12 Reasons Why I Love Her

12 Reasons Why I Love Her

This charming/frustrating graphic novel captures the key points of a relationship in twelve well-chosen scenes. (Each has a theme song listed to start, too, in case you want the full sensory experience.) Gwen’s a fascinating character, turning expectations on their head from the first chapter, the couple’s first date. She buys Evan flowers, which makes him grumpy and petulent. He doesn’t understand her meaning, but instead of asking about it, he jumps to his own conclusions.

Their lack of communication continues into the next scene of 12 Reasons Why I Love Her, where they’re shown to have very contrasting approaches to life. She’s creative and playful, to the point of annoyance, while he’s practical, sometimes even stodgy. If Evan would let her make her own choices, he’d wind up happier. To be fair, there may be reasons for him to be suspicious, since she plays with his expectations too much.

It’s around this point that I started thinking that the two of them would never work out, although I wanted them to. It takes two tries for them to have a successful first date, for instance, although the second is quite charmingly philosophical. Later we see how he can be thoughtless and judgmental, probably due to his inability to read other people’s reactions. He pushes too far because he doesn’t know how he’s coming off. And that’s why I say frustrating — they’re interesting people, I want them to be happy, but I don’t believe they’re happy together. Even though I want them to get what they think they want.

12 Reasons Why I Love Her cover

Joelle Jones makes her debut in stunning fashion. Her style impressively changes to match the mood of each piece. And that’s necessary, because Jamie Rich’s script relies on her art — he’s comfortable letting the images tell the story when needed. The reader gets to see the leads interact instead of being told what they’re thinking and feeling. That’s still obvious, though, through the well-drawn gestures and attitudes of the two. And they’re both cute. He’s got a Dean Cain-ish charm, with glasses and a great smile, while her punch of her gorgeous body is lightened by a sprinkling of freckles across her nose.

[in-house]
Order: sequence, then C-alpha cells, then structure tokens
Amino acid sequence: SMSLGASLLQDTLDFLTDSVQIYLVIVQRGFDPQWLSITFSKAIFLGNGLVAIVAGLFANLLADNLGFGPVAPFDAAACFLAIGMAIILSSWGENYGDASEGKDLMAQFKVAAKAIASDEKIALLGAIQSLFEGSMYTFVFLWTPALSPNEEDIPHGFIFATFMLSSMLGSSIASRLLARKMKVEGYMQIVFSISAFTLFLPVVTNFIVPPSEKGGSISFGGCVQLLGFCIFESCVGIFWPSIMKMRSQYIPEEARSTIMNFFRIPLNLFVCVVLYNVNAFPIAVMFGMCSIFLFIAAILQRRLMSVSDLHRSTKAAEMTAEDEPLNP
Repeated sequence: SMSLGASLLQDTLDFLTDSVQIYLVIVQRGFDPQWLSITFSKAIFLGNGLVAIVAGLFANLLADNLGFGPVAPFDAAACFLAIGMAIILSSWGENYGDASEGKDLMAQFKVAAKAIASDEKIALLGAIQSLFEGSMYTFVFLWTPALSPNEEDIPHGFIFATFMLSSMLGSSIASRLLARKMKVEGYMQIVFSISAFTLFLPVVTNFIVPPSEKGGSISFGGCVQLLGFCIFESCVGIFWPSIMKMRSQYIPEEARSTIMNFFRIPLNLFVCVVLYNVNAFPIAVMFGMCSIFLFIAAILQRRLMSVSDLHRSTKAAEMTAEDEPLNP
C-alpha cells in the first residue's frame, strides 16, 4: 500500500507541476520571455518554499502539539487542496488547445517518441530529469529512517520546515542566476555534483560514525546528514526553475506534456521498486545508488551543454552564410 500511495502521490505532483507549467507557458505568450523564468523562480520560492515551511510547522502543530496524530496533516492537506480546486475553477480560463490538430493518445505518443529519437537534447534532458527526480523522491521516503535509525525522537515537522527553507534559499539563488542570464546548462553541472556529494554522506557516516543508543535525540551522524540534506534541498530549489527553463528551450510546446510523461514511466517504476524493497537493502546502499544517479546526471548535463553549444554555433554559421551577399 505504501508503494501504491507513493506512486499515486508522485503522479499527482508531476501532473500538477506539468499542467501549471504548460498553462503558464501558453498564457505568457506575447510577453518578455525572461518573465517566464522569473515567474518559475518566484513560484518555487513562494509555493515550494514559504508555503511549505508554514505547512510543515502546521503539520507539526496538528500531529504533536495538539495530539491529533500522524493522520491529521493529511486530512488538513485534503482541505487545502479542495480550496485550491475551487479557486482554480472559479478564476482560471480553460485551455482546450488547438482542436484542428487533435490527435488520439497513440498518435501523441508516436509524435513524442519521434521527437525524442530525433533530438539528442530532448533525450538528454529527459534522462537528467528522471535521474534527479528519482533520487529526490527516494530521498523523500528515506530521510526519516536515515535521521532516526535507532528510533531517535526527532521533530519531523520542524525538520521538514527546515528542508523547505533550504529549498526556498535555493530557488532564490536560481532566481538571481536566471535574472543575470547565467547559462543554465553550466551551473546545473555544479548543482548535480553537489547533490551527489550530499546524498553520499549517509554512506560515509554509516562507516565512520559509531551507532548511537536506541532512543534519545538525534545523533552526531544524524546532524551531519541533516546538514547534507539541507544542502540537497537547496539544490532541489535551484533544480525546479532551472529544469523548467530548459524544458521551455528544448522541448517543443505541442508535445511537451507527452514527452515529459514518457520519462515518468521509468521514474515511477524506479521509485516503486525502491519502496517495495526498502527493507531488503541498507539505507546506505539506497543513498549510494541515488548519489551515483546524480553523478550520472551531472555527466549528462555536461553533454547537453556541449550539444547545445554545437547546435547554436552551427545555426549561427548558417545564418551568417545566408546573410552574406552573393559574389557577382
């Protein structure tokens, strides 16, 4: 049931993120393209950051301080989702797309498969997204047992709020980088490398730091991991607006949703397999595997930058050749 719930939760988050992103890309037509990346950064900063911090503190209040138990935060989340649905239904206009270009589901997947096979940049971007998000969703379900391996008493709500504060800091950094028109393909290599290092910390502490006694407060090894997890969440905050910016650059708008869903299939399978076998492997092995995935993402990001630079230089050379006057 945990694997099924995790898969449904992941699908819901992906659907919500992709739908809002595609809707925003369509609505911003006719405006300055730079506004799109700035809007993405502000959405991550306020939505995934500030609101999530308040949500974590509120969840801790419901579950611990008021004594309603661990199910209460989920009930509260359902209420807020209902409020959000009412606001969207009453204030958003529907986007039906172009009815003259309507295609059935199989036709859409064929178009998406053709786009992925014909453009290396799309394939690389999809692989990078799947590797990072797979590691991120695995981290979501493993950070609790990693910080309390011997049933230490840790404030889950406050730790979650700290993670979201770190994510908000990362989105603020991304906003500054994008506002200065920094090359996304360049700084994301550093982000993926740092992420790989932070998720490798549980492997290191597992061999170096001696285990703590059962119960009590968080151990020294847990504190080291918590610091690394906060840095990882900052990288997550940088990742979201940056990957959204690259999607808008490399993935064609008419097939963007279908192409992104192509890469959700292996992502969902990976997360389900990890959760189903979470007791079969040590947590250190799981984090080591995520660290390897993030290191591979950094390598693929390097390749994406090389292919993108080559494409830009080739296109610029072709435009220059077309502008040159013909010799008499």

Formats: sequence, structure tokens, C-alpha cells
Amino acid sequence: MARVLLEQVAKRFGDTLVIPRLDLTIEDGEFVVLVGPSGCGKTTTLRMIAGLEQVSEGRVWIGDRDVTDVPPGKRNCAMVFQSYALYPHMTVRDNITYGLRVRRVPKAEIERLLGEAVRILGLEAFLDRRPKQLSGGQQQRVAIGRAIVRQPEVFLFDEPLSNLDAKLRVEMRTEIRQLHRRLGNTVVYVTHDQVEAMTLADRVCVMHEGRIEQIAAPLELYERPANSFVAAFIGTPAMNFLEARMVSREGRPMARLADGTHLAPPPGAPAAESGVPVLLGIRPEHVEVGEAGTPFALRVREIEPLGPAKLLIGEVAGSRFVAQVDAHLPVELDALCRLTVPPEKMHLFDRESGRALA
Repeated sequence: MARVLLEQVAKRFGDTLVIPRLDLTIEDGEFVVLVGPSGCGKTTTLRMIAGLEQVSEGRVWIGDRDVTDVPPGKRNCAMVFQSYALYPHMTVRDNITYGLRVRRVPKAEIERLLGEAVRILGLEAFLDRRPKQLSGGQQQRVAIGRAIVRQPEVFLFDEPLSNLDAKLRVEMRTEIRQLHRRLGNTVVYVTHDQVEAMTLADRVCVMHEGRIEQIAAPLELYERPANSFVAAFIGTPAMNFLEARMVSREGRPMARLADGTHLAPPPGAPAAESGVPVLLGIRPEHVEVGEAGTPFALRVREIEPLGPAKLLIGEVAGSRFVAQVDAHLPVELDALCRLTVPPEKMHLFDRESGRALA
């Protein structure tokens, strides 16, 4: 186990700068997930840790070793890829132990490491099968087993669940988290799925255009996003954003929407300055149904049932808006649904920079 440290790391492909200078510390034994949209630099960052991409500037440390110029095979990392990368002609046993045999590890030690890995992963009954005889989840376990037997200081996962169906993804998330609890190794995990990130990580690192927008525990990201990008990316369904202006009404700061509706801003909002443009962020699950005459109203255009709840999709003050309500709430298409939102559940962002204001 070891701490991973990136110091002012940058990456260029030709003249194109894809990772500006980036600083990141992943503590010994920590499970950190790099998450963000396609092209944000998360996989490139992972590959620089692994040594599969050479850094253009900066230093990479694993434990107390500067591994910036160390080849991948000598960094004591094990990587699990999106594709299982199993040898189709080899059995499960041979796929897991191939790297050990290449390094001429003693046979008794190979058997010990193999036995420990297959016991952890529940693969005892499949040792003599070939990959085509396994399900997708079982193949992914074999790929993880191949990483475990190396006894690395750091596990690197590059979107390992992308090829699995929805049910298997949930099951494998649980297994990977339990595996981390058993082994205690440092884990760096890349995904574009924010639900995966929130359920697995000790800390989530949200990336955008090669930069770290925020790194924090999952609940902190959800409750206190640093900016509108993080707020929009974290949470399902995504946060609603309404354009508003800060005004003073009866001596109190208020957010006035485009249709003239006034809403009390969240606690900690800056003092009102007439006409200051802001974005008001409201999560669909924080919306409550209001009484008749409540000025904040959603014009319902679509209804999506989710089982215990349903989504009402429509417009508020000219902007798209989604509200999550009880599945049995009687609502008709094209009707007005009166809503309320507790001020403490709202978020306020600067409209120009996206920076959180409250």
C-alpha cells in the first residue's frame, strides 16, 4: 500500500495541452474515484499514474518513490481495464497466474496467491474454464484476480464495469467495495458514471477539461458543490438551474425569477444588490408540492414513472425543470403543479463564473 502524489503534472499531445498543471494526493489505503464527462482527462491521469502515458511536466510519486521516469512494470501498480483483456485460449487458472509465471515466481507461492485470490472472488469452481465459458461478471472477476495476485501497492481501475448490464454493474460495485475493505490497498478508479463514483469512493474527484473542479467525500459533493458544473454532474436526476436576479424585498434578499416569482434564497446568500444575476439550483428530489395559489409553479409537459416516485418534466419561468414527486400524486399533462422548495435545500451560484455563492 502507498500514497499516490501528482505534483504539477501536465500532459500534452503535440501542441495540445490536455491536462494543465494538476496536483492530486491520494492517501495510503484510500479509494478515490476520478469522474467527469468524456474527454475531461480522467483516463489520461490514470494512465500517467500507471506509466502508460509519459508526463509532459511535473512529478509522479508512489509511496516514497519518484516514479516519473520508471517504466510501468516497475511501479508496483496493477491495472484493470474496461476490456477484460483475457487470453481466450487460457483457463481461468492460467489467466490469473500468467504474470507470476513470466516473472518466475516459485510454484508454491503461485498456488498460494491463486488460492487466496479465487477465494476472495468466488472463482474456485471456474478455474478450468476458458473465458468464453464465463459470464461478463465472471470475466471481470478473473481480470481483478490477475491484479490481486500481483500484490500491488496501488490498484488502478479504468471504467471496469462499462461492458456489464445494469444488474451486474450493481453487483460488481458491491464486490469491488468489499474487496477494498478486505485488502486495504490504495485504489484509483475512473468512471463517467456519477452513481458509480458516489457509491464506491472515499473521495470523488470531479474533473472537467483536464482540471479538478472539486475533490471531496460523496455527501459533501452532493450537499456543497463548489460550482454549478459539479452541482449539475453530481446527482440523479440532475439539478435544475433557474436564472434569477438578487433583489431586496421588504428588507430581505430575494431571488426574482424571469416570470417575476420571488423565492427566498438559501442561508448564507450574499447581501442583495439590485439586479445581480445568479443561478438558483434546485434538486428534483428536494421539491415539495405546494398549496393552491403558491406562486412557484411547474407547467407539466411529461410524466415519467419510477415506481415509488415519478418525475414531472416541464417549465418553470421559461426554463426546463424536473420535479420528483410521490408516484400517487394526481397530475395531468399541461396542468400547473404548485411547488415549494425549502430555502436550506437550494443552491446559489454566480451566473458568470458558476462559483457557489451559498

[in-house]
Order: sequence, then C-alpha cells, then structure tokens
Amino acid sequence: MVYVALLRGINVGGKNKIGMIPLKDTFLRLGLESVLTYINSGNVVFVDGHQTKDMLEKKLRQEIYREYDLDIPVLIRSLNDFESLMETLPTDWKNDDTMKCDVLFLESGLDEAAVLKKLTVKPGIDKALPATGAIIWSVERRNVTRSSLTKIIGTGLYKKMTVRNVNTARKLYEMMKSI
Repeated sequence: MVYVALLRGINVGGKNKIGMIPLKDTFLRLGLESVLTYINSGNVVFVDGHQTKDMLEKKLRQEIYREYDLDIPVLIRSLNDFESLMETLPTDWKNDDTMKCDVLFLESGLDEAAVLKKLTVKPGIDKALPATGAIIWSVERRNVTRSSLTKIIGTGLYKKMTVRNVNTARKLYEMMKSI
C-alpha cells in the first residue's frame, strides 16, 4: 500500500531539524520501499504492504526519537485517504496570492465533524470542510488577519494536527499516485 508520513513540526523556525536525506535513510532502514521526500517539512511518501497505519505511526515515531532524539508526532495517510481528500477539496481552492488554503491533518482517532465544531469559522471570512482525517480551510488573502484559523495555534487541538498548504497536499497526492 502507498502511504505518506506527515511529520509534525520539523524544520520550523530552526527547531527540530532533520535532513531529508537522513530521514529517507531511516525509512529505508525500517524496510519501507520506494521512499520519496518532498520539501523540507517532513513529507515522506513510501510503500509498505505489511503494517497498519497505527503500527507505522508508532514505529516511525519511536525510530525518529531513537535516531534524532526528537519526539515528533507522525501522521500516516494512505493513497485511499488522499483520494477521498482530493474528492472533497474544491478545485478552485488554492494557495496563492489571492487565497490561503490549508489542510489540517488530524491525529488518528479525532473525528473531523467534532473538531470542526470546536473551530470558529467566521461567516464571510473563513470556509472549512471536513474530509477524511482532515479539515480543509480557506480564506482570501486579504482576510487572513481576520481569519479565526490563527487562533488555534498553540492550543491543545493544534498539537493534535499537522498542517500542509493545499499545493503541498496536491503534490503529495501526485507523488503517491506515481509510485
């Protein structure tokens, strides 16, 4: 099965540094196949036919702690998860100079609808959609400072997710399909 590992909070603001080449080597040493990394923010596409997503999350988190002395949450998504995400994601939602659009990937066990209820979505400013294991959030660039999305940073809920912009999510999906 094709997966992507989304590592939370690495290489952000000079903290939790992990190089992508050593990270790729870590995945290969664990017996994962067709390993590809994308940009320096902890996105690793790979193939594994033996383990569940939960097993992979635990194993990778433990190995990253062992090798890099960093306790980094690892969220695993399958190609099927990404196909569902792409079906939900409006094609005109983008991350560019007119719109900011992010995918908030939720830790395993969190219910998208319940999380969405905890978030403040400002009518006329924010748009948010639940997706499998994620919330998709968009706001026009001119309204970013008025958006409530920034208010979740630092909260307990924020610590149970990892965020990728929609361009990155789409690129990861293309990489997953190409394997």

The first real show-offy moment (although I don’t think that was the intent, it’s just shockingly good and could be used as a presentation piece) is chapter four, where Gwen gets a monologue. Each page is a moody closeup in keeping with the feel of the season she’s describing, backed with a grey wash. Evan gets a corresponding chapter later on, done in high-contrast, mostly black pages. His section also starts off being about her, the way he sees her.

That’s the odd thing about the book — we get more of an impression of how he thinks, with her motivations remaining opaque. That’s a common quality of romance comics written by men. They understand the male and create complex motivations for that side of the relationship, but the woman retains some mystery. Here, that’s even the case although more characters talk about her and her history than about him. But then, that’s also part of her background, that she doesn’t know certain things about herself. Or maybe I’m reading more into it than intended, because I’ve known people like him but not so much like her.

With careful attention, the chapter pieces can be reassembled into time-based order, but I do wish I knew how the author views them winding up, eventually. That lingering question is part of what makes the book so fascinating. The two creators have been interviewed online about the book.


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